Of course all of my reports on natural gas have garnered some attention from the diesel industry that wants to remind me that diesel, as a fuel source, is far from dead. Steve Hansen who is Director of Media Relations for the "Diesel Technology Forum” wanted me to point out a few things. He says that, "Natural gas, propane, diesel, gasoline and other sources will all play important roles in our effort for a diverse energy policy. But there's a reason diesel moves over 80% of America's freight and 90% of the world's freight – it's power, efficiency and dependability.”
Steve Hansen also points to the Exxon Mobil report that says, "Diesel will surpass gasoline as the number one transportation fuel worldwide by 2020 and continue to increase its share through 2040, according to ExxonMobil's recently published Outlook For Energy: A View To 2040. The relative shift away from motor gasoline to diesel is driven by improving light-duty vehicle fuel economy and the growth in commercial transportation activity. Diesel demand accounts for 70% of the growth in demand for all transportation fuels through the forecast period to 2040. Although natural gas will play a greater role as a transportation fuel by 2040, it remains only a small share of the global transportation fuel mix, at 4% by 2040, up from today's 1%.”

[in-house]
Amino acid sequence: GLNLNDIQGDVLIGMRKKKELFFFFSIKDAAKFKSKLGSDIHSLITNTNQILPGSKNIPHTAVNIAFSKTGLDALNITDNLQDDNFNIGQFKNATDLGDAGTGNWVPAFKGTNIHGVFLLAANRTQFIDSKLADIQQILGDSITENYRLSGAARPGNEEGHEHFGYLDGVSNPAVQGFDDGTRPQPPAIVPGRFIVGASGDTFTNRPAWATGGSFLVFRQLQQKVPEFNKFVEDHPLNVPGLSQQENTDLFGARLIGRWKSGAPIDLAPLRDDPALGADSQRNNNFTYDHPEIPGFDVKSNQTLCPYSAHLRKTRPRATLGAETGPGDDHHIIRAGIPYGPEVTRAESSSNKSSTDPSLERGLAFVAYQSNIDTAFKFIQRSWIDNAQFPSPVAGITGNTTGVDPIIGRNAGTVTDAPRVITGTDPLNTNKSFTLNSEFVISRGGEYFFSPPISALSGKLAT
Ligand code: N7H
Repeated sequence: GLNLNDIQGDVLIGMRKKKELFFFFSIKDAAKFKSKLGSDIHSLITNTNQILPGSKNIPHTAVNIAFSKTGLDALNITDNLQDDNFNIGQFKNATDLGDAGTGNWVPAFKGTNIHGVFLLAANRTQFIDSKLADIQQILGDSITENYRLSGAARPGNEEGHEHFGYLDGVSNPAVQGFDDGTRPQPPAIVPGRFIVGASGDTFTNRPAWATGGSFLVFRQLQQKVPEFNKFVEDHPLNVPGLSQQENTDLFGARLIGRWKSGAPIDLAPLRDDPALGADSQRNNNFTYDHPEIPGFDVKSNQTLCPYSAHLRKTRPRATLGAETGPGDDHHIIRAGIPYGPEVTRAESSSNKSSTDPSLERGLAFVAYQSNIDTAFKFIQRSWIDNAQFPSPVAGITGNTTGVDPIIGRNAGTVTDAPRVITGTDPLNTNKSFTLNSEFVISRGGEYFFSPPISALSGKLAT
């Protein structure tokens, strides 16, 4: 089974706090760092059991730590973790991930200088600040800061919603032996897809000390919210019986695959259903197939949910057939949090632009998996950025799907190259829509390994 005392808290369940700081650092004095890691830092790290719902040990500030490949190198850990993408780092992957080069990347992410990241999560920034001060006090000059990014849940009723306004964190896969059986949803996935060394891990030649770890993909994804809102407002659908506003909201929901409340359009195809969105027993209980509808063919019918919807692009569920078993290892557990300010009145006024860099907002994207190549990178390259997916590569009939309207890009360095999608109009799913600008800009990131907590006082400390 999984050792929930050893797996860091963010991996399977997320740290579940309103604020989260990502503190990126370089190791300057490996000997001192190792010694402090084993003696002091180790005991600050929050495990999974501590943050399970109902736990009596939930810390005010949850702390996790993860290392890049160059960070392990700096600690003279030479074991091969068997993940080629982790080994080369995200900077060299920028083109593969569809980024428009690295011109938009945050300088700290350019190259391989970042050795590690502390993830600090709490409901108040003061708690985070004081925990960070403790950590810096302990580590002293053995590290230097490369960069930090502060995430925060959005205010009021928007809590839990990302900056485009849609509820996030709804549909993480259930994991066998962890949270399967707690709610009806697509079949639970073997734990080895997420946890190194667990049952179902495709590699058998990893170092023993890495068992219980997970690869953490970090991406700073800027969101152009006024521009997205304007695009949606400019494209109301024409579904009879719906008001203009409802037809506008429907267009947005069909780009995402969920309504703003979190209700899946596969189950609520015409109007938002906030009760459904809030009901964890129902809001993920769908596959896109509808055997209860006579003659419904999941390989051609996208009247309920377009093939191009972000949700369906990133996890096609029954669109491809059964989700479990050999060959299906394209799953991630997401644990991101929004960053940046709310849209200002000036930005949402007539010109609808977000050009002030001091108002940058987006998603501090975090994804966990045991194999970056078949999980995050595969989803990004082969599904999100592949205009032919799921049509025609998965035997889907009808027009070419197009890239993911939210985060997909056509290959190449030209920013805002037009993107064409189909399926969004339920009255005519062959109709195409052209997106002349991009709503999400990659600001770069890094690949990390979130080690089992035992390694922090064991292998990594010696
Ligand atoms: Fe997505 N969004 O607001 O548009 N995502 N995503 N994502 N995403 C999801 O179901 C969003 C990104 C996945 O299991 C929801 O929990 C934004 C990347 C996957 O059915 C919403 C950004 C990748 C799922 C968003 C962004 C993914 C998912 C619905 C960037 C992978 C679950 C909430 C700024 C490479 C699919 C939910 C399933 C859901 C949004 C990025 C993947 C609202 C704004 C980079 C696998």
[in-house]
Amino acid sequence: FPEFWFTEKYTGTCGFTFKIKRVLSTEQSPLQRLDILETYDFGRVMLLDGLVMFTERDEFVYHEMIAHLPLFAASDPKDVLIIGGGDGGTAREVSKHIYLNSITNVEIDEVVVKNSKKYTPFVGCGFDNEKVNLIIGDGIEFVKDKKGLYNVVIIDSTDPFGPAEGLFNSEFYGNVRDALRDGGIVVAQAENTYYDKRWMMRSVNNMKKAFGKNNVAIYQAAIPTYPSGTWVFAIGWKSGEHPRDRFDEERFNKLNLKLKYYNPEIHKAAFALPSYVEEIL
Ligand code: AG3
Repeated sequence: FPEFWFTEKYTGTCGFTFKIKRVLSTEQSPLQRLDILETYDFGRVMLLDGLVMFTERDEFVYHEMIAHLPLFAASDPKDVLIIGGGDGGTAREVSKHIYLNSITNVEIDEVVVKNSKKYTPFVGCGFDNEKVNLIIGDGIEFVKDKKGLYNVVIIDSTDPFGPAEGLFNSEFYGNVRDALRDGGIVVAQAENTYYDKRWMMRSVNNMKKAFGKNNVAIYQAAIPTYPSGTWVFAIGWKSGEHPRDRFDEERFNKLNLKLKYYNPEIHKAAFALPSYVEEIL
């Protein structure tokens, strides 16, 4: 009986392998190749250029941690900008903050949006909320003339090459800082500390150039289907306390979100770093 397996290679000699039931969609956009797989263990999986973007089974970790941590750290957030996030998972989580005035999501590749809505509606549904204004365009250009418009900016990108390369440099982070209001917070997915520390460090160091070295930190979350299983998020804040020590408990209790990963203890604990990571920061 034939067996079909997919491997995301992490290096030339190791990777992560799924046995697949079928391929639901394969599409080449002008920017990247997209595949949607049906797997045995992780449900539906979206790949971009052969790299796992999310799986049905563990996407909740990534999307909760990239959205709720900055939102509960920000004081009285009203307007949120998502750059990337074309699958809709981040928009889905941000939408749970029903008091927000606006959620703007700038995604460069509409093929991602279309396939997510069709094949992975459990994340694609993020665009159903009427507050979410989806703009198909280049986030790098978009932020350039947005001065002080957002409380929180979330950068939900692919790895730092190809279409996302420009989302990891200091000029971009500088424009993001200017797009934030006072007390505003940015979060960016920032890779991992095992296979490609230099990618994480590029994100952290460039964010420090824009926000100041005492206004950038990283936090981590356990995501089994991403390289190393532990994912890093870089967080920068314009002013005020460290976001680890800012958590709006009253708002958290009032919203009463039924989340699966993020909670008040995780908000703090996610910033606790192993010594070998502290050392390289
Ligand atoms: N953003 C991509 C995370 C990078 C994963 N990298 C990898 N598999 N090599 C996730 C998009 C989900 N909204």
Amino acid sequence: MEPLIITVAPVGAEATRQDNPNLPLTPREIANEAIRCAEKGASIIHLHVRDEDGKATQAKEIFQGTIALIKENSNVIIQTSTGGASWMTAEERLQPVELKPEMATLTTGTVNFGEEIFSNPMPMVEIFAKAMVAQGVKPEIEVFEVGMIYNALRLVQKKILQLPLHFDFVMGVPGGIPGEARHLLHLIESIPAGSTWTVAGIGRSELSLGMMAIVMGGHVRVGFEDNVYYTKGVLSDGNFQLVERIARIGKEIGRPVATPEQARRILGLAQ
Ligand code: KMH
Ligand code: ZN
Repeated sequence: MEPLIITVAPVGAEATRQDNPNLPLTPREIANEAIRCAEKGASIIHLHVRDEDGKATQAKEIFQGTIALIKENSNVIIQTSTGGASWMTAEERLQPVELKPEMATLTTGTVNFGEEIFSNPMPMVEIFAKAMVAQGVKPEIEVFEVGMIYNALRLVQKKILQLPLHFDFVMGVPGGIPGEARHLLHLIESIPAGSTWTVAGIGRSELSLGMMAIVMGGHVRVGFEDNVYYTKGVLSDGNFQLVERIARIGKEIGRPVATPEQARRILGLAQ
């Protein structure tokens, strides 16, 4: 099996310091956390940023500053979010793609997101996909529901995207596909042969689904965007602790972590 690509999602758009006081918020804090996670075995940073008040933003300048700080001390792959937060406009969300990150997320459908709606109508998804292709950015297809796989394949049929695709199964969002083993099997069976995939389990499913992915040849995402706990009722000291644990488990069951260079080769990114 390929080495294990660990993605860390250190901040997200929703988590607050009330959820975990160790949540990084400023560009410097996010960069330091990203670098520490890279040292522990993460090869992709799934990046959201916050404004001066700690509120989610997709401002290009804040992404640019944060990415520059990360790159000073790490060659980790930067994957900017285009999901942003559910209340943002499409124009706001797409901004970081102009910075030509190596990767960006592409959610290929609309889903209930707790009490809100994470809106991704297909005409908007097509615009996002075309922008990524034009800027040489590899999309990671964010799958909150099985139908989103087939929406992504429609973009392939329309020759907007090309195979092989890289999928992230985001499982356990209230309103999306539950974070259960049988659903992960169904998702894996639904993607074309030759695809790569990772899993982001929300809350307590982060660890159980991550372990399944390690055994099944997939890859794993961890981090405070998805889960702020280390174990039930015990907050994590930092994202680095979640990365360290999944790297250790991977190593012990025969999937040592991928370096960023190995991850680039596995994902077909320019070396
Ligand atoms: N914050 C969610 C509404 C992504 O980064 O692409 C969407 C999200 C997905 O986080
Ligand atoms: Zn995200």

He also points to the "The World Energy Outlook” finds that diesel fuel will remain the "dominant” growth fuel between now and 2035, according to the International Energy Agency (IEA), the author of a November 2012 report. Even with assumed growth in natural gas and biofuel substitutes, diesel fuel continues to be the dominant fuel for well into the future, according to the IEA report. Globally, the report suggests the possibility of only a two percent share of natural gas in the heavy duty transport market by 2035.
The National Petroleum Council in its 2012 report "Advancing Technology for America's Transportation Future” for the U.S. Department of Energy stated: "Diesel engines will remain the power-train of choice for HD vehicles for decades to come because of their power and efficiency. There are, however, opportunities to improve the technology. Significant fuel economy improvements in diesel powered trucks are possible. Indeed, the fuel economy (mpg) for new Class 7 & 8 HD vehicles, which consume more than 70% of the fuel in the trucking fleet, could be doubled.”